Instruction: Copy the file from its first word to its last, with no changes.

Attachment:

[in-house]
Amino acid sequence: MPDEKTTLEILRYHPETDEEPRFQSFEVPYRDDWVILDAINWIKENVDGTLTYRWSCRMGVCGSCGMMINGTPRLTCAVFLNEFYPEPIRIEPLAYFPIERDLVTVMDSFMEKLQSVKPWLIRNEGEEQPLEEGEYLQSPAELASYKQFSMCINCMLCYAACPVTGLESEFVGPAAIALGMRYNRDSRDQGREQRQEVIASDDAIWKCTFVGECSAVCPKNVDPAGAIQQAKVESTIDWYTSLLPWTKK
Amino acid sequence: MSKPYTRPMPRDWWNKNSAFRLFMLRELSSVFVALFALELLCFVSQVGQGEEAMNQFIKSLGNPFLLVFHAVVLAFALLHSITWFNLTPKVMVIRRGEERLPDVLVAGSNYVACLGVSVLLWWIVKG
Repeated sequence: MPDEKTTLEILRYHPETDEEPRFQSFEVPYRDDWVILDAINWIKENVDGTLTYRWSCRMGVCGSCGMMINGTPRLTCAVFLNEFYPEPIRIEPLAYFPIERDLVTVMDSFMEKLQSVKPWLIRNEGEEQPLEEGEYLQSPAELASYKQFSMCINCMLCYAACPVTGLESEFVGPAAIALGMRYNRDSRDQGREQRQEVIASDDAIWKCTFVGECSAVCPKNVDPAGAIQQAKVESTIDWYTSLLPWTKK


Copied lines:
[in-house]
Amino acid sequence: MPDEKTTLEILRYHPETDEEPRFQSFEVPYRDDWVILDAINWIKENVDGTLTYRWSCRMGVCGSCGMMINGTPRLTCAVFLNEFYPEPIRIEPLAYFPIERDLVTVMDSFMEKLQSVKPWLIRNEGEEQPLEEGEYLQSPAELASYKQFSMCINCMLCYAACPVTGLESEFVGPAAIALGMRYNRDSRDQGREQRQEVIASDDAIWKCTFVGECSAVCPKNVDPAGAIQQAKVESTIDWYTSLLPWTKK
Amino acid sequence: MSKPYTRPMPRDWWNKNSAFRLFMLRELSSVFVALFALELLCFVSQVGQGEEAMNQFIKSLGNPFLLVFHAVVLAFALLHSITWFNLTPKVMVIRRGEERLPDVLVAGSNYVACLGVSVLLWWIVKG
Repeated sequence: MPDEKTTLEILRYHPETDEEPRFQSFEVPYRDDWVILDAINWIKENVDGTLTYRWSCRMGVCGSCGMMINGTPRLTCAVFLNEFYPEPIRIEPLAYFPIERDLVTVMDSFMEKLQSVKPWLIRNEGEEQPLEEGEYLQSPAELASYKQFSMCINCMLCYAACPVTGLESEFVGPAAIALGMRYNRDSRDQGREQRQEVIASDDAIWKCTFVGECSAVCPKNVDPAGAIQQAKVESTIDWYTSLLPWTKK